“Everything loose eventually drifts down to the sea,”
Louis wrote, “and eventually so did I.”

Upon his arrival in Los Angeles Louis caught the Pacific Electric “Red Car” from the downtown area to San Pedro. The port has never had the romance of New York or San Francisco, probably because it was never deeply tied to the history of Los Angeles as a city. However, San Pedro and its associated ports of Wilmington and Long Beach were major sea ports nonetheless and had all of the rough and tumble attributes of commercial harbors world wide.

"Arriving at San Pedro I registered at the Marine Service Bureau for a ship, discovering it might be as much as three months before my number came up. At that time the west coast ships were unionized but east coast ships were not and conditions aboard were drastically different. On the west coast the food was better, the fo'c'stles cleaner, conditions generally much better. As a result many seaman wanted to ship off the west coast and at the time I arrived it was said there were seven hundred seaman 'on the beach' in San Pedro.”

LA Harbor San Pedro

The Marine Service Bureau, a hiring hall run by the shipping companies (derogatorily named “Fink Hall” or “The Slave Market” by union men), kept a running tally of arriving ships and whatever crew personnel they might need. It was a first come first served operation, however, and unless you checked in regularly you could miss your chance. The story of “Survival” begins at the Marine Service Bureau and continues in the offices of the Maritime Commissioner. “Survival” is partly drawn from the story of an actual event that was still making the rounds when Louis was in San Pedro.

Bethlehem Steel Shipbuilding“My first dollar was earned helping a man unload a truck. A week later I picked up two days of rough-painting in the shipyards, and that job got me into a couple of days bucking rivets. What money I earned was necessary for eating purposes, and I slept in empty box-cars, piles of lumber, anywhere out of the rain and wind.

"Today a collection of shops and restaurant in San Pedro is known as Ports o' Call, and it occupies the site of the old E.K. Wood Lumber Dock where lumber schooners from Aberdeen, Coos Bay and other points on the northwest coast used to discharge their cargoes of raw lumber for the building of Los Angeles.

There were several slips and each one was usually occupied by such a vessel. They were old and battered, built only for the carrying of lumber. Their crews were usually Swedes or Norwegians, big, husky men who worked cargo as well as working as seamen. The discharged lumber was usually piled on the dock awaiting shipment by train, and the rails ran right up to the dock. Perhaps they ran out on the docks, I do not clearly remember. What was important to me was that often in piling great stacks of planks there would be spaces left like caves where a man could crawl in out of the rain. If he was thoughtful enough to provide himself with a newspaper he could wrap around his body under his coat, he might sleep there out of the rain and in reasonable comfort. I use the last term in a relative sense. What is comfort to some is cruel hardship to others."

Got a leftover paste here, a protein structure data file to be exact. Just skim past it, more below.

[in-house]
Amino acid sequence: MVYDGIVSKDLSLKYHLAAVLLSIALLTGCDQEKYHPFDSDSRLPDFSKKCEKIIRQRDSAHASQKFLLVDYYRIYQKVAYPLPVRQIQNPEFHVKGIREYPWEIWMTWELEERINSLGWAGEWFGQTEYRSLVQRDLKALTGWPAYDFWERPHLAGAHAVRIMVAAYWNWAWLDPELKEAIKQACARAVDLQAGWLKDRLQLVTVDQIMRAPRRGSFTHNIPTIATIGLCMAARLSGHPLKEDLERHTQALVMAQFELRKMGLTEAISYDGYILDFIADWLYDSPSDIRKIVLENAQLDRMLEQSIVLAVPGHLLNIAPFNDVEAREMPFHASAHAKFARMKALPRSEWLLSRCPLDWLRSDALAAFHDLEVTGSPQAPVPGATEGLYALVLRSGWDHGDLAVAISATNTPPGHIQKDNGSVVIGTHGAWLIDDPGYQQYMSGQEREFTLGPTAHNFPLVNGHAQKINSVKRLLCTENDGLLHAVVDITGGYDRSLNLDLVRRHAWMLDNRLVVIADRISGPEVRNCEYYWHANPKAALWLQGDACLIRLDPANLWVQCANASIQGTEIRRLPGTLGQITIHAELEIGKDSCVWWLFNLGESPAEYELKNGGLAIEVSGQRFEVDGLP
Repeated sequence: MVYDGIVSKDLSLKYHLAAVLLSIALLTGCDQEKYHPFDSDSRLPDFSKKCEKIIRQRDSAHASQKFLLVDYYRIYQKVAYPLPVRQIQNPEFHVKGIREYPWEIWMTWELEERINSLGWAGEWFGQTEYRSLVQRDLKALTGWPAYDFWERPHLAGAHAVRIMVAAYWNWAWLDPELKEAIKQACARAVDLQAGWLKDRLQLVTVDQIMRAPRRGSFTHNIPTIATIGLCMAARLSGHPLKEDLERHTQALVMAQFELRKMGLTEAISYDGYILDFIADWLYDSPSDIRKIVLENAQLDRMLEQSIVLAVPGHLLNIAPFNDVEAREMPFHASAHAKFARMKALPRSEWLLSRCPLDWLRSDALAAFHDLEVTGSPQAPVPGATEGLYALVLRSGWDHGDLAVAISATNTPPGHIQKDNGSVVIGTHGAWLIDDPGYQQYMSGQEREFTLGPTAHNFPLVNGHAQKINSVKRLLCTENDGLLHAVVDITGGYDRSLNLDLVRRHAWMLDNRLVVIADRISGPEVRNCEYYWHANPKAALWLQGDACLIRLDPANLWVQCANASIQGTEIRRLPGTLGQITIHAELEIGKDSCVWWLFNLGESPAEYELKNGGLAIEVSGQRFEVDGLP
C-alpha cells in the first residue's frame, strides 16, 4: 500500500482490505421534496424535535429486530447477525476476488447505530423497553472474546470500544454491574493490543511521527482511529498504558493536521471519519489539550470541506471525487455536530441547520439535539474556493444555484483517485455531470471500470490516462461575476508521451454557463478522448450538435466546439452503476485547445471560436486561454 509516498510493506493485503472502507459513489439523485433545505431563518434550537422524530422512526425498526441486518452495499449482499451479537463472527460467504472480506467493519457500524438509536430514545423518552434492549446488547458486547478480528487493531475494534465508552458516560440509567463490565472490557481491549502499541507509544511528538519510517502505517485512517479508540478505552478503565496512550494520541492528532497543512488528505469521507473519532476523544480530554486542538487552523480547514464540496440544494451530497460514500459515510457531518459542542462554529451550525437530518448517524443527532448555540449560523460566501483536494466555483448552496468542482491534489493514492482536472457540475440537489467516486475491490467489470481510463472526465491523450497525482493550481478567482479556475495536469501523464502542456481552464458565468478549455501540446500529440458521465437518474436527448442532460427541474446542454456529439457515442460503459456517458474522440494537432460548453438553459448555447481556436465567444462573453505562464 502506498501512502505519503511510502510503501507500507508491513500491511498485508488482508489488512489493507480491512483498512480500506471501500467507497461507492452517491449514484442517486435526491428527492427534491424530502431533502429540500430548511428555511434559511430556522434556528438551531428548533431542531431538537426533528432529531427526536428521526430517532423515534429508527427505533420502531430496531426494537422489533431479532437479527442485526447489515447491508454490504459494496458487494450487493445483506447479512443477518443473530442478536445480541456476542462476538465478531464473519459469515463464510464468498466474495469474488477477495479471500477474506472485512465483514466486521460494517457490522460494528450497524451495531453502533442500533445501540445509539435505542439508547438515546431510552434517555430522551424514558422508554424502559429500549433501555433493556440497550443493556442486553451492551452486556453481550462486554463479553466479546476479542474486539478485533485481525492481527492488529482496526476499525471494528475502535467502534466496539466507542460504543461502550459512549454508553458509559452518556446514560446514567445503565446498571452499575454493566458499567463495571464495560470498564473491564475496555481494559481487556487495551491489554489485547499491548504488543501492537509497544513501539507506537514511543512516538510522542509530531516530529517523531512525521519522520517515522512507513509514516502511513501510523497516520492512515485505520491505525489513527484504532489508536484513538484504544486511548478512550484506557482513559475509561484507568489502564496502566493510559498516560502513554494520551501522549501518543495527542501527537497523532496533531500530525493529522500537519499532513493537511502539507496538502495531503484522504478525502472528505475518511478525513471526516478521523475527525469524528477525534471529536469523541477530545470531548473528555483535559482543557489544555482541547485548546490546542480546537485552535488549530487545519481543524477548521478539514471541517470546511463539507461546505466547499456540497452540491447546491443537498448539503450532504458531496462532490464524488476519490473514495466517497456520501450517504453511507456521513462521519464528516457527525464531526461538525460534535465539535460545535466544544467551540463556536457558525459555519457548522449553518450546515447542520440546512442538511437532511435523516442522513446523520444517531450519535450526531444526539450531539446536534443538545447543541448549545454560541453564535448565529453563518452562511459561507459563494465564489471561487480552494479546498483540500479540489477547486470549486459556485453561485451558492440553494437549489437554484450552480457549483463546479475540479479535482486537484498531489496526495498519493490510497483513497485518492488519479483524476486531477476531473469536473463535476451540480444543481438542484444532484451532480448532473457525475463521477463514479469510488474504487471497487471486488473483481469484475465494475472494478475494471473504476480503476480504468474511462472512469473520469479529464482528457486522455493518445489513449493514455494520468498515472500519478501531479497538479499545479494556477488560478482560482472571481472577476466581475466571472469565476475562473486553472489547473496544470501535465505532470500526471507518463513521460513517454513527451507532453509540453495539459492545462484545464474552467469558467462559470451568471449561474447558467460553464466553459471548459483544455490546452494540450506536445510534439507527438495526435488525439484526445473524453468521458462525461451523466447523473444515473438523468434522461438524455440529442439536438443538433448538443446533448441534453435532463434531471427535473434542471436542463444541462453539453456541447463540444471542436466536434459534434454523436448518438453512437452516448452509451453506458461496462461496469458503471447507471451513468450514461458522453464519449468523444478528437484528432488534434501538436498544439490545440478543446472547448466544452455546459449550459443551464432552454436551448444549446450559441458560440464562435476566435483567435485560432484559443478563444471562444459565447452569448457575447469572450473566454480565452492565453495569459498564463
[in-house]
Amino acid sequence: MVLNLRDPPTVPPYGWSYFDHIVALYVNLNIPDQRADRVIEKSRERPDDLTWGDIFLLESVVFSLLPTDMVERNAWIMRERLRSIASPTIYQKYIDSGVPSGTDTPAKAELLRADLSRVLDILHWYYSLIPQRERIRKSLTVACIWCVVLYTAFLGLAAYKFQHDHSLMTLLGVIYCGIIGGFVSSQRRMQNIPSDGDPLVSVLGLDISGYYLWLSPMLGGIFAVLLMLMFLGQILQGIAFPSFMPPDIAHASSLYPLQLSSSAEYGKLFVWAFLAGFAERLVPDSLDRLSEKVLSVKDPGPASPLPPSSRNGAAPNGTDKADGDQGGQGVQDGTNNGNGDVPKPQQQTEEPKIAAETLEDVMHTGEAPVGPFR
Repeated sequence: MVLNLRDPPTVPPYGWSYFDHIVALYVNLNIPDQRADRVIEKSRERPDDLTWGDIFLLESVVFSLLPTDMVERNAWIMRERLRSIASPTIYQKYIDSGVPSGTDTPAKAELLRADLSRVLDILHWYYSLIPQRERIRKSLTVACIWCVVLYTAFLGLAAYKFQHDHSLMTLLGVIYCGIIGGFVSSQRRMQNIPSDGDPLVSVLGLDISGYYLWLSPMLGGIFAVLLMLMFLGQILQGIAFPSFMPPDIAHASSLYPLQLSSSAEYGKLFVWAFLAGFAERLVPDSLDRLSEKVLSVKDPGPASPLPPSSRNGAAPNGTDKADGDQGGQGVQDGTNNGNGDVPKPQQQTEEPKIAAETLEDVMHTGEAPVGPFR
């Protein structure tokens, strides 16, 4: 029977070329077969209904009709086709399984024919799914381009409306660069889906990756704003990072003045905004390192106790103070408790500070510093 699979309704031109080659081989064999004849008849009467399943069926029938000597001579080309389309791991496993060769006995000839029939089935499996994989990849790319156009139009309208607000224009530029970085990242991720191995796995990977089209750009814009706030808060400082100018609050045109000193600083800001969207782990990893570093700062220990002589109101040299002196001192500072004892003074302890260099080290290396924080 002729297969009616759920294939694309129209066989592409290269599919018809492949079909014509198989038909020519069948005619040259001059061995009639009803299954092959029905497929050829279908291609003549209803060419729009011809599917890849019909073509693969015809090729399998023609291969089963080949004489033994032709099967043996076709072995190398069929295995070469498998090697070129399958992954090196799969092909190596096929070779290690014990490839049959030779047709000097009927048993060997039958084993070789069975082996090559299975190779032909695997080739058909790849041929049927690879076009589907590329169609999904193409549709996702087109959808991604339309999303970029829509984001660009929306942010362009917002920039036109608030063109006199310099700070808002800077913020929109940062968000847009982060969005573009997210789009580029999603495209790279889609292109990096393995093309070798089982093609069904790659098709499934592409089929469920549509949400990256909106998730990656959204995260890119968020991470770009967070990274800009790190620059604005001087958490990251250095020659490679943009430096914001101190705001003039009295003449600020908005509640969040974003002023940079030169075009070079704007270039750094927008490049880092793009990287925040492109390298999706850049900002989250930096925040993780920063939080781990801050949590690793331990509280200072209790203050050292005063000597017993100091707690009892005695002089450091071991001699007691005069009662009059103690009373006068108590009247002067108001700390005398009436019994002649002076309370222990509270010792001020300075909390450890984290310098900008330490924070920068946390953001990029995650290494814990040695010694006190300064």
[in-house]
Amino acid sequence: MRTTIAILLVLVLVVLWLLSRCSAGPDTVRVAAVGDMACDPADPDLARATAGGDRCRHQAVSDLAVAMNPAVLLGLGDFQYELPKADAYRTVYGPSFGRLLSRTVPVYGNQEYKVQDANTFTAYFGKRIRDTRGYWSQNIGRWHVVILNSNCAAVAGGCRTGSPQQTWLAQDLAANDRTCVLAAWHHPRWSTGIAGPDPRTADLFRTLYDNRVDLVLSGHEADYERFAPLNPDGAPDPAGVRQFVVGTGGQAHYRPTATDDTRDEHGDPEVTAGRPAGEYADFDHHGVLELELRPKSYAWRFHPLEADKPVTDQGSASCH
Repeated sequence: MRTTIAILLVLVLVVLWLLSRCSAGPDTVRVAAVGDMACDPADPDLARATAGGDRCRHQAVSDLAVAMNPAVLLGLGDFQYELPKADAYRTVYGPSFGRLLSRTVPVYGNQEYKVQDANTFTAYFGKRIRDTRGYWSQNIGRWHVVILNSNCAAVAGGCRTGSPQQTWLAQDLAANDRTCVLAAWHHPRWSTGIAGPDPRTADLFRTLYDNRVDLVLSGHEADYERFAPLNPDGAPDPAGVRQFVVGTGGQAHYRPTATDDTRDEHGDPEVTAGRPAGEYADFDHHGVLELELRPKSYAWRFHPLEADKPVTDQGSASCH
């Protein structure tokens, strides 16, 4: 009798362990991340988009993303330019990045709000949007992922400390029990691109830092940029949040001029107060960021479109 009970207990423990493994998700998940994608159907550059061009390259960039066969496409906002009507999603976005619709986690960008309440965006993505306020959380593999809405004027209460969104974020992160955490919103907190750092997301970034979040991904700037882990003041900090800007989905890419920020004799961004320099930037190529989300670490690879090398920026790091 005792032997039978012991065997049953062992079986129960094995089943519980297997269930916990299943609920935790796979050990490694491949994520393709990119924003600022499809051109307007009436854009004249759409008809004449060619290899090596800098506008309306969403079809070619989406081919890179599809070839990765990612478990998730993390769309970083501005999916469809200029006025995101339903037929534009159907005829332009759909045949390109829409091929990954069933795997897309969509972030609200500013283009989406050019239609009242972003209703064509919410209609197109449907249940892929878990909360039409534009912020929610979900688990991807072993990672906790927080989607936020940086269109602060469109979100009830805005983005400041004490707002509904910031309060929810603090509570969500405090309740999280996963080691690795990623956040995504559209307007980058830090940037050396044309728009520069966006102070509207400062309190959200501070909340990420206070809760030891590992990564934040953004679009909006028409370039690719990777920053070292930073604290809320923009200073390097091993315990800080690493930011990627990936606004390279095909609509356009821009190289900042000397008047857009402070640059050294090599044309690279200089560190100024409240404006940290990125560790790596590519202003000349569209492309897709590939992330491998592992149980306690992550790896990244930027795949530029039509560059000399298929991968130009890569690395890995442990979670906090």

The lumber schooners were also a light touch when it came to feeding out of work sailors. Many times Louis and others were fed from the galleys of these ships, sometimes with a token bit of work having been done, sometimes purely out of charity.

"It was a rough time on the waterfront. The Pacific fleet was located at ‘Pedro then and the town swarmed with sailors ashore, most of whom went on to Los Angeles on the big red cars of the Pacific Electric. Under a trestle of the P.E. the longshoremen had a crap game going almost continually. . . . [R]ough and tumble fights were common. Dead Man's Island, which still marked the entrance to the ship channel, in those days caught the drifting body of more than one loser. However, that was not the reason for its name."

US Battleships at rest in San Pedro Bay

Dead Man's Island San Pedro

“The focal point of the town as far as I was concerned was the Fifth Street Landing. Several battle wagons were anchored outside the harbor and the shore boats used to come in there.”

The Pacific Fleet sailing for Panama is mentioned in “Show Me the Way to Go Home,” though it doesn't seem Louis ever shipped out in a conventional manner from "‘Pedro" and therefore his comments about his “ship leaving in the morning” are just part of the story. The P.E. trestle (The Pacific Electric Company ran a interurban light rail network around southern California until 1960 or so) and the ongoing card game both figure in “And Proudly Die.”

The restored Red Car is parked in front of the 5th Street Landing Ferry Building.
The rear view shows the ferry dock.

The ferry building at the Fifth Street Landing, which appears in the story is now The San Pedro Maritime Museum and, although Snipe, the character in Louis’s story does not wash up on Dead Man’s Island, the port did see numerous unknown bodies turn up on its mud flats and amongst its pilings over the years.

Next Page

The Way West

  • Death Westbound

On The Beach at
San Pedro

  • Old Doc Yak
  • It's Your Move
  • And Proudly Die
  • Survival
  • Show Me The Way To Go Home

S. S. Steel Worker

  • Thicker Than Blood
  • The Admiral


  • Shanghai, Not Without Gestures
  • The Man Who Stole Shakespeare

Dutch East Indies

  • The Dancing Kate
  • Off the Mangrove Coast

North Africa

  • Glorious Glorious!
  • By The Ruins of El Walarieh

Europe and WWII

  • The Cross and the Candle
  • A Friend of the General

Home Again

  • Author's Tea


The Collected Short Stories of Louis L'Amour
Volume IV
The Adventure Stories










Copyright © 2006-2007 Louis L'Amour Enterprises Inc.
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